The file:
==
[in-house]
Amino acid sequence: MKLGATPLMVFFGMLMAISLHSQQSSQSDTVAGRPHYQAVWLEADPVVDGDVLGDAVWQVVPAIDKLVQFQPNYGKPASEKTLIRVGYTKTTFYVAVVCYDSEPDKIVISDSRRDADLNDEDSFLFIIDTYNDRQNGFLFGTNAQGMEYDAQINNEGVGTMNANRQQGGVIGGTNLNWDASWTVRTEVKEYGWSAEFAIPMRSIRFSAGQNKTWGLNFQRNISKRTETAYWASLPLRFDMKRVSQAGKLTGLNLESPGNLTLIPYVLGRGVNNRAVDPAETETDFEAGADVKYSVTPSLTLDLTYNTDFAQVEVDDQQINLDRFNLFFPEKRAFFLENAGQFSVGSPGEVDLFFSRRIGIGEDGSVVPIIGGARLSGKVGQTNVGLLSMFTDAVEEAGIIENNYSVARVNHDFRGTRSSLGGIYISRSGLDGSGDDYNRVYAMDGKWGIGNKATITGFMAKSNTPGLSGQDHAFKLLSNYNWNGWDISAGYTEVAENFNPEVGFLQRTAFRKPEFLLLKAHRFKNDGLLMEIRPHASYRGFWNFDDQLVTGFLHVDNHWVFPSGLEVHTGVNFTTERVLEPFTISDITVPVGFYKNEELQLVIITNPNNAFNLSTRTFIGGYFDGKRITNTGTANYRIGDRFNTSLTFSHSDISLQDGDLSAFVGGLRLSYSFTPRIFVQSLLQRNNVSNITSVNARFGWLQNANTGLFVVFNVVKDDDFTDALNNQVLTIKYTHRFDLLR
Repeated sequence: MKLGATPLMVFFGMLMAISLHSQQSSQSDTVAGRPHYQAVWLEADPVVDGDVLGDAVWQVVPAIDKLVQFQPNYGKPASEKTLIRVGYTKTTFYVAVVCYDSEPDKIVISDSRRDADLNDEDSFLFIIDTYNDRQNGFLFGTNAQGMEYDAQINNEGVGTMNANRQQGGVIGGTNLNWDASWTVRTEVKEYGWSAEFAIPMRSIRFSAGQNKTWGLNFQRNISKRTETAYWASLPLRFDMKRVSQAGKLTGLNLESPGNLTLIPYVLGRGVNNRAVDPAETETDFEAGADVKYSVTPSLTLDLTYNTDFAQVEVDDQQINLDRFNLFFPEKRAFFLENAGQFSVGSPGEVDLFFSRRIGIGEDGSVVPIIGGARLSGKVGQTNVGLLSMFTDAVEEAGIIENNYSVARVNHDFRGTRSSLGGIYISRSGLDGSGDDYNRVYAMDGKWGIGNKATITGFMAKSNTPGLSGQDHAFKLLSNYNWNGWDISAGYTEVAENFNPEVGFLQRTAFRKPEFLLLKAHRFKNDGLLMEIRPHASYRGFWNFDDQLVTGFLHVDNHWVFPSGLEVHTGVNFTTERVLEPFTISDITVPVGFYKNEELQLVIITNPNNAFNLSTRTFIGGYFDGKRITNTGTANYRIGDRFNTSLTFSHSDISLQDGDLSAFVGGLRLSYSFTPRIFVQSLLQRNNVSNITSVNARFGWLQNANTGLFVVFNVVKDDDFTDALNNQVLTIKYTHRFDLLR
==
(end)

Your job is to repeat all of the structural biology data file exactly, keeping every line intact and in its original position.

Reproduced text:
[in-house]
Amino acid sequence: MKLGATPLMVFFGMLMAISLHSQQSSQSDTVAGRPHYQAVWLEADPVVDGDVLGDAVWQVVPAIDKLVQFQPNYGKPASEKTLIRVGYTKTTFYVAVVCYDSEPDKIVISDSRRDADLNDEDSFLFIIDTYNDRQNGFLFGTNAQGMEYDAQINNEGVGTMNANRQQGGVIGGTNLNWDASWTVRTEVKEYGWSAEFAIPMRSIRFSAGQNKTWGLNFQRNISKRTETAYWASLPLRFDMKRVSQAGKLTGLNLESPGNLTLIPYVLGRGVNNRAVDPAETETDFEAGADVKYSVTPSLTLDLTYNTDFAQVEVDDQQINLDRFNLFFPEKRAFFLENAGQFSVGSPGEVDLFFSRRIGIGEDGSVVPIIGGARLSGKVGQTNVGLLSMFTDAVEEAGIIENNYSVARVNHDFRGTRSSLGGIYISRSGLDGSGDDYNRVYAMDGKWGIGNKATITGFMAKSNTPGLSGQDHAFKLLSNYNWNGWDISAGYTEVAENFNPEVGFLQRTAFRKPEFLLLKAHRFKNDGLLMEIRPHASYRGFWNFDDQLVTGFLHVDNHWVFPSGLEVHTGVNFTTERVLEPFTISDITVPVGFYKNEELQLVIITNPNNAFNLSTRTFIGGYFDGKRITNTGTANYRIGDRFNTSLTFSHSDISLQDGDLSAFVGGLRLSYSFTPRIFVQSLLQRNNVSNITSVNARFGWLQNANTGLFVVFNVVKDDDFTDALNNQVLTIKYTHRFDLLR
Repeated sequence: MKLGATPLMVFFGMLMAISLHSQQSSQSDTVAGRPHYQAVWLEADPVVDGDVLGDAVWQVVPAIDKLVQFQPNYGKPASEKTLIRVGYTKTTFYVAVVCYDSEPDKIVISDSRRDADLNDEDSFLFIIDTYNDRQNGFLFGTNAQGMEYDAQINNEGVGTMNANRQQGGVIGGTNLNWDASWTVRTEVKEYGWSAEFAIPMRSIRFSAGQNKTWGLNFQRNISKRTETAYWASLPLRFDMKRVSQAGKLTGLNLESPGNLTLIPYVLGRGVNNRAVDPAETETDFEAGADVKYSVTPSLTLDLTYNTDFAQVEVDDQQINLDRFNLFFPEKRAFFLENAGQFSVGSPGEVDLFFSRRIGIGEDGSVVPIIGGARLSGKVGQTNVGLLSMFTDAVEEAGIIENNYSVARVNHDFRGTRSSLGGIYISRSGLDGSGDDYNRVYAMDGKWGIGNKATITGFMAKSNTPGLSGQDHAFKLLSNYNWNGWDISAGYTEVAENFNPEVGFLQRTAFRKPEFLLLKAHRFKNDGLLMEIRPHASYRGFWNFDDQLVTGFLHVDNHWVFPSGLEVHTGVNFTTERVLEPFTISDITVPVGFYKNEELQLVIITNPNNAFNLSTRTFIGGYFDGKRITNTGTANYRIGDRFNTSLTFSHSDISLQDGDLSAFVGGLRLSYSFTPRIFVQSLLQRNNVSNITSVNARFGWLQNANTGLFVVFNVVKDDDFTDALNNQVLTIKYTHRFDLLR